The move comes as the department struggles to return to pre-recession staffing levels. It's response times are less than ideal.
"I don't know why they built a fire station if they are not going to use it over here," said Naima Morgan of San Jose.
It's a question a lot of people are asking when they see empty fire stations like Fire Station 33 in the Communications Hill neighborhood. When the economy tanked during the great recession in 2011, San Jose couldn't afford to keep fire houses open.
With Tuesday's vote, the San Jose City Council unanimously approved applying for a $3 million federal grant that could help restore staffing levels.
"It's essential," said Interim Assistant Fire Chief Johnny Dellinger. "Our peak staffing was around 758 in 2007 [and] 2008. Currently we are at 679. There are a number of areas in the city where we are in the struggling to get to."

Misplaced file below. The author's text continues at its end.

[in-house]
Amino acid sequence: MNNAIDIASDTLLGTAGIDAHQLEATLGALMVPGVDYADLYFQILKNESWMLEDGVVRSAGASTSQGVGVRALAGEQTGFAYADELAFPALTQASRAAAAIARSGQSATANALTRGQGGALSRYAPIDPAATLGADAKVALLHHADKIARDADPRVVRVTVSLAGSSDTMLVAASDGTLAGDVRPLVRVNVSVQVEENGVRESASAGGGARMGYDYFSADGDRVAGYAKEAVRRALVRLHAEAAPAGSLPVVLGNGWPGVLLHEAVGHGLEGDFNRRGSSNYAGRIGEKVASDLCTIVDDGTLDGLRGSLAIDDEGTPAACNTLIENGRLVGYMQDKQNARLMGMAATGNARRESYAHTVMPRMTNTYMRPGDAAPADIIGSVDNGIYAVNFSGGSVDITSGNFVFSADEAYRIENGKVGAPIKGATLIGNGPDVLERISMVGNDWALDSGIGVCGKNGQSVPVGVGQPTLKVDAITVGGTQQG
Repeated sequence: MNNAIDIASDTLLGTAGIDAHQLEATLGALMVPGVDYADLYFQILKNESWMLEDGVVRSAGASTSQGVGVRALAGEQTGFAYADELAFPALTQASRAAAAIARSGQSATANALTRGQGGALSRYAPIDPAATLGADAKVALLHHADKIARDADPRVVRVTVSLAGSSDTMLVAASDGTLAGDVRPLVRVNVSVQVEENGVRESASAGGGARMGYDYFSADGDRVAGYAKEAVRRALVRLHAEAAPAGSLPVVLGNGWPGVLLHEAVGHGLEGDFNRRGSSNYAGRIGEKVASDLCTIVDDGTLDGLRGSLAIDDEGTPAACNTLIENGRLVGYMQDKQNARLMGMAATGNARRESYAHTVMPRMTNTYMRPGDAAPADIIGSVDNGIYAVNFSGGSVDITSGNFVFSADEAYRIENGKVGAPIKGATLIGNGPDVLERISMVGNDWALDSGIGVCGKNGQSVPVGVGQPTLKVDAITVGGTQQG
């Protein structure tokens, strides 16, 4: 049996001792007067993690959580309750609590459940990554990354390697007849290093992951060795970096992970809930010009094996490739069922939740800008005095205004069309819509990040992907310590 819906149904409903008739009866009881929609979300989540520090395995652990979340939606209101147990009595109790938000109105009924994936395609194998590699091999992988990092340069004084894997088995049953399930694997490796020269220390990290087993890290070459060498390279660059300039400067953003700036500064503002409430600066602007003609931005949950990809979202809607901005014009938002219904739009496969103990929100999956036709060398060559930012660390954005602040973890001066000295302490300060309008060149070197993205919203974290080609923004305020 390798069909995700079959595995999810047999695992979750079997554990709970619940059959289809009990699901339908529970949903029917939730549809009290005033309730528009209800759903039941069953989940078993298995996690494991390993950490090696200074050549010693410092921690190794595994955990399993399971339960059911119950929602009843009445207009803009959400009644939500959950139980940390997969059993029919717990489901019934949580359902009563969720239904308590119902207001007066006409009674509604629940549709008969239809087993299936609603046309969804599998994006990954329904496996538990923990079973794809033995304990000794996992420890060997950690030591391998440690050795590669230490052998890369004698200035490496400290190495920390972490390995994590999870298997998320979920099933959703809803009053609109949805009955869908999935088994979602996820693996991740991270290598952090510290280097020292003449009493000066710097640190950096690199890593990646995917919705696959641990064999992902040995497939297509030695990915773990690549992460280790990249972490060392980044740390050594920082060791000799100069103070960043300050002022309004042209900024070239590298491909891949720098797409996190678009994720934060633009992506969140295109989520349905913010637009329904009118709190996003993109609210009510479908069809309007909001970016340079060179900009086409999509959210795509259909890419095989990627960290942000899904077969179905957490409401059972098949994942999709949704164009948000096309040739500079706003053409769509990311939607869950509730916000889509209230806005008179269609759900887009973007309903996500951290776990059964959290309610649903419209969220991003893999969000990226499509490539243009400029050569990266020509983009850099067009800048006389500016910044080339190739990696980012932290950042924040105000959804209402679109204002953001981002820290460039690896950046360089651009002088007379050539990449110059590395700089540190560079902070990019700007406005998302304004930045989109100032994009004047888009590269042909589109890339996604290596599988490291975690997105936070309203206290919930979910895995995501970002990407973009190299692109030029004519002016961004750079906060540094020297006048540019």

Currently, a handful of the 33 fire stations in the city do not have fire engines. The grant would help pay for 14 new firefighters and could help put engines back in service.
The last county audit found the fire department failed to meet its goal of responding to calls in less than 8 minutes 90 percent of the time.
"We think with the response times and issues we've been dealing with, we need to get more people and more resources on the streets," said Dellinger.
San Jose Mayor Sam Liccardo admits the fire department could be better staffed, but he's cautious on how the city will be able to pay for the firefighters for the long haul.
"The goal is to grow our firefighter and our police force sustainably and continue growing it. Not simply taking money to hire and then losing the money a year or two later and watching the firefighters leave," said Liccardo.
As the city looks to find permanent funding, many people hope to see Fire Station 33 up and running, especially since thousands of new homes will soon be built.
The City of San Jose will find out later this year if it gets the grant money.